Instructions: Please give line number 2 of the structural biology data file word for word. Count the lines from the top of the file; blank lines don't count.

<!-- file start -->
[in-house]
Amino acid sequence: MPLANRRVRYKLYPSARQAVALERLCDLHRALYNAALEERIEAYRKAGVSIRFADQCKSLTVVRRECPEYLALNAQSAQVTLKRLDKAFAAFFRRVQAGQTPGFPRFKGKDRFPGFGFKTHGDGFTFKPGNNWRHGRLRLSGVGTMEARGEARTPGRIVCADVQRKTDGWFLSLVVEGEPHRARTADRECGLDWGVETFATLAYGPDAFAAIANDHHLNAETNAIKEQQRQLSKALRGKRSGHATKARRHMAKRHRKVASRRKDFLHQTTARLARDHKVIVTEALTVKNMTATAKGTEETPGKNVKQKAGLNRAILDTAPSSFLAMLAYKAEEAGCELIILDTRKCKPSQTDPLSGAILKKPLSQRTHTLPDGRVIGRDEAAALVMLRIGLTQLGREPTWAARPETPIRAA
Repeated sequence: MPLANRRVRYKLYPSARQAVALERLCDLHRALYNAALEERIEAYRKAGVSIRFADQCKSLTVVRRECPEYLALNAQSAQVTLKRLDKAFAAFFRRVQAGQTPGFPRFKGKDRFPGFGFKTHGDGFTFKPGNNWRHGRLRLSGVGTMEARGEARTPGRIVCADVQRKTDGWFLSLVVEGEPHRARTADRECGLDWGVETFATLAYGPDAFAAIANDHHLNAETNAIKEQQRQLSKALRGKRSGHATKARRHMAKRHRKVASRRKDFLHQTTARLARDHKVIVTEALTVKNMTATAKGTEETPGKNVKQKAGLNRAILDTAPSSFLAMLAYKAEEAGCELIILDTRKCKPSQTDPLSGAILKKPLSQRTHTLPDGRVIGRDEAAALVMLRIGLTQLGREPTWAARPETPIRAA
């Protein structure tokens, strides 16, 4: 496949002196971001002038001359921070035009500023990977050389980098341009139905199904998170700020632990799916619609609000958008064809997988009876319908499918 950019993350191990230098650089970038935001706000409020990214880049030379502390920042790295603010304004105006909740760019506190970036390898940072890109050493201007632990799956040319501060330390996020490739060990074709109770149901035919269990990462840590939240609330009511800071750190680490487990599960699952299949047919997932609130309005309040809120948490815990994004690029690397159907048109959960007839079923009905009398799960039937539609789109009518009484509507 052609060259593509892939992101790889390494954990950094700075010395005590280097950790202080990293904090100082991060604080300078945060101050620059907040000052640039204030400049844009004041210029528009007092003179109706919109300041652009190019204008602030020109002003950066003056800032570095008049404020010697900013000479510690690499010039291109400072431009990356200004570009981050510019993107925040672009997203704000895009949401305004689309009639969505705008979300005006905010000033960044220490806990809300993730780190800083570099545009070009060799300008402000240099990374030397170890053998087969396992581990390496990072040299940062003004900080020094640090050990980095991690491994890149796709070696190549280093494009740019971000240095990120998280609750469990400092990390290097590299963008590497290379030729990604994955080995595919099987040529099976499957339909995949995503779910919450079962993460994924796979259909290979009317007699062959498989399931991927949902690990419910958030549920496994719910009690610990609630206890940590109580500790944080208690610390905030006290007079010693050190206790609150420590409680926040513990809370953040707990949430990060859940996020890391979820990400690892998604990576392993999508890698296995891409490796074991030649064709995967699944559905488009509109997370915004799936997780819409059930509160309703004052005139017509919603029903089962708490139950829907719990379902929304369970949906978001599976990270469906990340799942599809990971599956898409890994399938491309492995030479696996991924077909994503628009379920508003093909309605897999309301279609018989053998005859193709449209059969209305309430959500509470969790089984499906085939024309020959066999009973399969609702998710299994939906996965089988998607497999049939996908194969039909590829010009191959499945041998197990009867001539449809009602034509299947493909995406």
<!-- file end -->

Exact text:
Amino acid sequence: MPLANRRVRYKLYPSARQAVALERLCDLHRALYNAALEERIEAYRKAGVSIRFADQCKSLTVVRRECPEYLALNAQSAQVTLKRLDKAFAAFFRRVQAGQTPGFPRFKGKDRFPGFGFKTHGDGFTFKPGNNWRHGRLRLSGVGTMEARGEARTPGRIVCADVQRKTDGWFLSLVVEGEPHRARTADRECGLDWGVETFATLAYGPDAFAAIANDHHLNAETNAIKEQQRQLSKALRGKRSGHATKARRHMAKRHRKVASRRKDFLHQTTARLARDHKVIVTEALTVKNMTATAKGTEETPGKNVKQKAGLNRAILDTAPSSFLAMLAYKAEEAGCELIILDTRKCKPSQTDPLSGAILKKPLSQRTHTLPDGRVIGRDEAAALVMLRIGLTQLGREPTWAARPETPIRAA